It is too soon to draw any conclusions on the rising buzzard population in my area, but they are largely carrion feeders, will take young rabbits and do eat a lot of worms. I cannot see the buzzard being a threat to songbirds.
Sparrowhawks as predators
There is no doubt that sparrowhawks kill small birds. A female is capable of catching and holding anything up to the size of a woodpigeon, and in the estate woodland there are thousands of woodpigeons, especially in winter when they feed on acorns.
When disturbed, the noise of their take-off is like an express train. Female sparrowhawks often major on woodpigeons, killing one virtually every day, whereas the smaller male can only handle birds up to the size of a blackbird.
Male sparrowhawks weigh less than 140g (5oz) and are vulnerable to starvation in their first winter. Because of this vulnerability, especially in hard weather, although the population is growing, it is unlikely to achieve the same proportional increase as the ubiquitous corvids. I would be concerned if, like crows, sparrowhawks reached a density of three pairs per 10 acres.
Other predators that do take small songbirds are the owls and the common kestrel. The estate used to have anything up to 10 pairs of tawny owls. The loss of many major oak trees may have produced a dearth of sites for these hole-nesting birds. We only had two males calling over the past winter. There are no barn owls, but we do have several pairs of little owls. They, too, will take songbirds, but feed mainly on worms and large insects, so their impact is minimal.
The kestrel is not common, which is something of a surprise since the habitat is good. However, the large numbers of magpies, crows and jackdaws may be a reason why this species is reluctant to settle. One pair is resident, but I have not seen offspring for three years.
Don’t blame the farmers
As pesticides are not used nor cereal crops grown on the estate, the decline in songbird numbers cannot be accounted for by farming practices. In spite of the estate having a benign attitude to wildlife of all kinds, it does not hold songbirds in great numbers. I see parties of a dozen or more long-tailed tits through the winter.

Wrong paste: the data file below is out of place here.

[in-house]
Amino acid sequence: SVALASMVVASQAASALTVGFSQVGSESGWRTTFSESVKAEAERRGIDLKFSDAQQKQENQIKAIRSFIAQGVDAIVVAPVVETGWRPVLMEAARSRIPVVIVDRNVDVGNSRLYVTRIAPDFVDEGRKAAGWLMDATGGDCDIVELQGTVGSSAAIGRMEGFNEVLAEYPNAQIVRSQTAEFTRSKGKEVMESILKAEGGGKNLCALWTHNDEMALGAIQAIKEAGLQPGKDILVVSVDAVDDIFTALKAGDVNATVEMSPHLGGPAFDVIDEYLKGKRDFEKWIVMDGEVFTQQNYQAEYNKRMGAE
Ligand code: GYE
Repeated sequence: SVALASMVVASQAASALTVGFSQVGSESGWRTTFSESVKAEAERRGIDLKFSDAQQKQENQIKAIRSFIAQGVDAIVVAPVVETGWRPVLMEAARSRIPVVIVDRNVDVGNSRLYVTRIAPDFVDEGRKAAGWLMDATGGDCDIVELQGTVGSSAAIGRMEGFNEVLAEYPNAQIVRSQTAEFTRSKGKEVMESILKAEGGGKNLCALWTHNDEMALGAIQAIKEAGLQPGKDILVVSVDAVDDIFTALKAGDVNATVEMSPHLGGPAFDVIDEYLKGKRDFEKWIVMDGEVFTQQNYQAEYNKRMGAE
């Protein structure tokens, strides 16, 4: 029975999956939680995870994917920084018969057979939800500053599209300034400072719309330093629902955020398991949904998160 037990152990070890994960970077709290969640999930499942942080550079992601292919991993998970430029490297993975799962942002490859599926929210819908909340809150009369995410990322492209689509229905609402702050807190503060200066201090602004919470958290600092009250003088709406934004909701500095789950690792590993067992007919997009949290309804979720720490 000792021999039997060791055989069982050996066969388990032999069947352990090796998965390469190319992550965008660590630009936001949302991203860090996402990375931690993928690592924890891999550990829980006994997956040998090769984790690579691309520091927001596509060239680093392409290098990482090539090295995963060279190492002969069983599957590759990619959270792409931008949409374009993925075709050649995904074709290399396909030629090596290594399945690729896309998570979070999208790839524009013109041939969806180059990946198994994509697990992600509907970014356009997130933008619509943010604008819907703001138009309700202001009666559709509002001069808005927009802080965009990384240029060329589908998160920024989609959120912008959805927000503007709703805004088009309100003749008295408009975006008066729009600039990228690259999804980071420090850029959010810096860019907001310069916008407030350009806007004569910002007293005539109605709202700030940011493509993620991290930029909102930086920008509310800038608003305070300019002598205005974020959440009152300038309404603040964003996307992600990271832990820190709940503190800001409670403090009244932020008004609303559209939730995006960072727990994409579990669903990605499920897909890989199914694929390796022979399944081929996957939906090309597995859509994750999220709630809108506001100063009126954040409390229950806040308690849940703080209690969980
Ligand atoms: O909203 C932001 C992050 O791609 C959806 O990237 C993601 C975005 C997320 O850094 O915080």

The areas of thistle and teasel attract hordes of wonderful goldfinches. Winter migrants such as fieldfare and redwings are resident in variable numbers.
However, there are no tree sparrows and few, if any, house sparrows. No buntings or yellowhammers, and bullfinches – once common – are down to two or three pairs. Almost certainly the songbird species are hammered badly by the corvids, including the jay, which by virtue of the oak woodland is present in very strong numbers. I would support a cull of corvids, since they have so few natural enemies and may soon be the only birds that one sees. However, unless such a cull is kept up, the infill from surrounding areas would make the whole exercise a waste of time.
Not just bird predators
Small songbirds do well on the estate, but would doubtless do better if the land were managed by a gamekeeper and the corvids were culled. There is a strong population of long-tailed tits, for example, but last summer I found five of their feather-and-moss nests destroyed by magpies and grey squirrels. It’s not just predatory birds, of course – last May I watched a fox clamber into a bush and take something away. On inspection I found an empty blackbird nest pulled down. Judging from the nest condition it had contained young chicks – all gone.
Graham Wellstead has kept birds of prey since 1949 and contest song canaries since 1980. A member of the British Roller Canary Club, Graham has returned to contesting. He answers queries on birds of prey and roller and waterslager canaries on our Ask the Experts page.